NEWS ANALYSIS: As the consequences of lower oil prices seep into Norway’s economy, industry leaders and the government are quarreling over whether the country now faces any real crisis. Government ministers claim it doesn’t, while once-high-flying oil industry officials and local politicians in communities hit by layoffs strongly disagree.
“It’s a crisis for those who are directly affected, for people losing their jobs,” conceded Oil & Energy Minister Tord Lien to newspaper Dagens Næringsliv (DN) this week. “But for the industry, this isn’t a crisis.”
Finance Minister Siv Jensen and Prime Minister Erna Solberg have also downplayed any looming “crisis,” and have support from the governor of Norway’s central bank, Øystein Olsen. Even though Olsen felt compelled to cut the bank’s key policy rate to an historically low 1 percent on Thursday, to boost economic growth, he predicted the economy will pick up again as early as next year. He has said he’s not worried and avoids using the word “crisis.”
In Stavanger, long known as Norway’s oil capital, many have a different view. New cutbacks at local oil- and offshore industry firms are being announced almost daily, with the ripple effects felt among everyone from hotel and restaurant owners to taxi drivers and real estate brokers. “The word ‘crisis’ was misused earlier, but now it’s serious,” Ståle Kyllingstad, who runs a company that supplies the oil industry, told DN. He had to cut staff by 150 himself, while the layoffs confirmed and announced this week by both Statoil and National Oilwell Varco (NOV) sent a new shudder though the industry and the community. The city of Kristiansand, where NOV had a large operation, is among several in Norway bracing for harder times.
“I get irritated by those who say this is not a crisis,” Kyllingstad added. “The crisis came in May, and if that hasn’t been recognized, it’s shocking. Everyone who thinks there is no crisis either works in a very large international company where they always have money, or they’re politicians with another agenda.”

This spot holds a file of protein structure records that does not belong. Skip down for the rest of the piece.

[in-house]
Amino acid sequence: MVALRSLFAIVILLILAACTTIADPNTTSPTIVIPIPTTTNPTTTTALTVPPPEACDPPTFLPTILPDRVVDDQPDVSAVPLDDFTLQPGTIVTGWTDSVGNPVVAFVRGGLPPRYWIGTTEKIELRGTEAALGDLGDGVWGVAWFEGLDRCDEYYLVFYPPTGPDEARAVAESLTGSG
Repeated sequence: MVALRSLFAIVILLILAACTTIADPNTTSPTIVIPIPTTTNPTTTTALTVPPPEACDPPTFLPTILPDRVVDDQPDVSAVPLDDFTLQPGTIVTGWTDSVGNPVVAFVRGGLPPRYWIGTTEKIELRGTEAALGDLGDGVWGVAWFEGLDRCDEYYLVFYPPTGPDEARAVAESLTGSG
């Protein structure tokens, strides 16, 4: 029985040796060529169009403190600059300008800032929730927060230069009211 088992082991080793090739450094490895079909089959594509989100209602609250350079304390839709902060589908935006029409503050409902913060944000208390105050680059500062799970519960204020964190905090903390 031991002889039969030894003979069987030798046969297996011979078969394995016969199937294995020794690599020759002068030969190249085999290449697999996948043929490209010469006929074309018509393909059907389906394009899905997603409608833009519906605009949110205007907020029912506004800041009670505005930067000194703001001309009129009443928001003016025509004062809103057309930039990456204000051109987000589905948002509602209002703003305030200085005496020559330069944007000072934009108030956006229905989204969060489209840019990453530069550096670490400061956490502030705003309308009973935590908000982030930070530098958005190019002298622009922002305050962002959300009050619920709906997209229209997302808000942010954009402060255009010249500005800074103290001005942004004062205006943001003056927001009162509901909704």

‘They like oil money, but not oil’
The decision-makers in Norway’s capital of Oslo, along with those working in finance, other industries, the arts and not least the environmental movement, are catching flak for criticizing or not supporting the oil business, while reaping the economic benefits it has provided. On Thursday, both the Socialist Left party (SV) and the Greens voted against formal approval for development of the huge new Johan Sverdrup oil field, and were promptly accused of being among Oslo residents who simply don’t understand how important the oil industry has been for all of them. Politicians at the other end of the politial spectrum, not least those in the Conservatives-led government, were accused of “twiddling their thumbs” and not addressing the crisis.
“Oslo folks are a bit like the SVers,” wrote Stavanger-based commentator Jostein Løvås in DN on Friday. “They like the money that comes from oil, but not oil.” He worries that Oslo residents may simply assume that the capital’s high real estate prices, flourishing restaurant business, busy shopping centers and massive construction projects are sustainable, and that they lead environmentally conscious lives themselves. As they drive their expensive electric Teslas, it’s argued, most would never agree that they have ties to the oil industry. Their lives may well have been different, however, without the oil revenues that have poured into the state treasury and the rest of the economy, and provided the financial foundation for projects from the Opera House to new museums and other social and cultural ventures.